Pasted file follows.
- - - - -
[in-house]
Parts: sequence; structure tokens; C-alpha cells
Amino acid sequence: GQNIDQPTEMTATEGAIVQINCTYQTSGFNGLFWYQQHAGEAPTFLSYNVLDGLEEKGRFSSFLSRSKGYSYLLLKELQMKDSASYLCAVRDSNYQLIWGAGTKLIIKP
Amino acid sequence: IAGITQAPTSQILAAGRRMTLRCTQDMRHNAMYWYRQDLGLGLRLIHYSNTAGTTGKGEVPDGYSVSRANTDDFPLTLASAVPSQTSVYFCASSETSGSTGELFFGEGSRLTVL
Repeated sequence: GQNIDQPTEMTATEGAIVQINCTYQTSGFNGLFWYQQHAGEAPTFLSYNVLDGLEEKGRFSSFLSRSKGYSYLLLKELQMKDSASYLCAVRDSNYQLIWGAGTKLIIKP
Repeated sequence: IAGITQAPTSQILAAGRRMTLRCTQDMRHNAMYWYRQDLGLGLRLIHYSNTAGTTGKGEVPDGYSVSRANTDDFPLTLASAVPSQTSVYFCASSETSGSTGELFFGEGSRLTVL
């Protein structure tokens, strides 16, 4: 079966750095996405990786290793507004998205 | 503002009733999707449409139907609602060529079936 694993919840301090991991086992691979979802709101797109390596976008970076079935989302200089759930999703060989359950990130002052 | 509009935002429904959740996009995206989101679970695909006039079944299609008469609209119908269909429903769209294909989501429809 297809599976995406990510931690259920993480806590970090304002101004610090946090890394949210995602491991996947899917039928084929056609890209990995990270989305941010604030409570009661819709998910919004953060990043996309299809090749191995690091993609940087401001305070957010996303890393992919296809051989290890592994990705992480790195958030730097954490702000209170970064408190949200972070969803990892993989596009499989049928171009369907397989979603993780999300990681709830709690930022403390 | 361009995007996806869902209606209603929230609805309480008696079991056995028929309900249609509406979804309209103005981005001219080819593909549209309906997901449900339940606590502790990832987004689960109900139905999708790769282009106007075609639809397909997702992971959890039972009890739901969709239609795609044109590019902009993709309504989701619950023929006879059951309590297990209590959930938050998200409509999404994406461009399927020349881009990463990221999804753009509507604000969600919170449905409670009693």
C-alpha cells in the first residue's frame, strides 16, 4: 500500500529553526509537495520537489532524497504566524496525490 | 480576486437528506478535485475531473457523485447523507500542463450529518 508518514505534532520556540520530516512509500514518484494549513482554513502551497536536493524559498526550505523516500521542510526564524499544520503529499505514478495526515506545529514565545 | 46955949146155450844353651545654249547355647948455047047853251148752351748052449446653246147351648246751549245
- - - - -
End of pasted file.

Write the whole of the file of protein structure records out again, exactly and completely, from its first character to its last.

[in-house]
Parts: sequence; structure tokens; C-alpha cells
Amino acid sequence: GQNIDQPTEMTATEGAIVQINCTYQTSGFNGLFWYQQHAGEAPTFLSYNVLDGLEEKGRFSSFLSRSKGYSYLLLKELQMKDSASYLCAVRDSNYQLIWGAGTKLIIKP
Amino acid sequence: IAGITQAPTSQILAAGRRMTLRCTQDMRHNAMYWYRQDLGLGLRLIHYSNTAGTTGKGEVPDGYSVSRANTDDFPLTLASAVPSQTSVYFCASSETSGSTGELFFGEGSRLTVL
Repeated sequence: GQNIDQPTEMTATEGAIVQINCTYQTSGFNGLFWYQQHAGEAPTFLSYNVLDGLEEKGRFSSFLSRSKGYSYLLLKELQMKDSASYLCAVRDSNYQLIWGAGTKLIIKP
Repeated sequence: IAGITQAPTSQILAAGRRMTLRCTQDMRHNAMYWYRQDLGLGLRLIHYSNTAGTTGKGEVPDGYSVSRANTDDFPLTLASAVPSQTSVYFCASSETSGSTGELFFGEGSRLTVL
């Protein structure tokens, strides 16, 4: 079966750095996405990786290793507004998205 | 503002009733999707449409139907609602060529079936 694993919840301090991991086992691979979802709101797109390596976008970076079935989302200089759930999703060989359950990130002052 | 509009935002429904959740996009995206989101679970695909006039079944299609008469609209119908269909429903769209294909989501429809 297809599976995406990510931690259920993480806590970090304002101004610090946090890394949210995602491991996947899917039928084929056609890209990995990270989305941010604030409570009661819709998910919004953060990043996309299809090749191995690091993609940087401001305070957010996303890393992919296809051989290890592994990705992480790195958030730097954490702000209170970064408190949200972070969803990892993989596009499989049928171009369907397989979603993780999300990681709830709690930022403390 | 361009995007996806869902209606209603929230609805309480008696079991056995028929309900249609509406979804309209103005981005001219080819593909549209309906997901449900339940606590502790990832987004689960109900139905999708790769282009106007075609639809397909997702992971959890039972009890739901969709239609795609044109590019902009993709309504989701619950023929006879059951309590297990209590959930938050998200409509999404994406461009399927020349881009990463990221999804753009509507604000969600919170449905409670009693």
C-alpha cells in the first residue's frame, strides 16, 4: 500500500529553526509537495520537489532524497504566524496525490 | 480576486437528506478535485475531473457523485447523507500542463450529518 508518514505534532520556540520530516512509500514518484494549513482554513502551497536536493524559498526550505523516500521542510526564524499544520503529499505514478495526515506545529514565545 | 46955949146155450844353651545654249547355647948455047047853251148752351748052449446653246147351648246751549245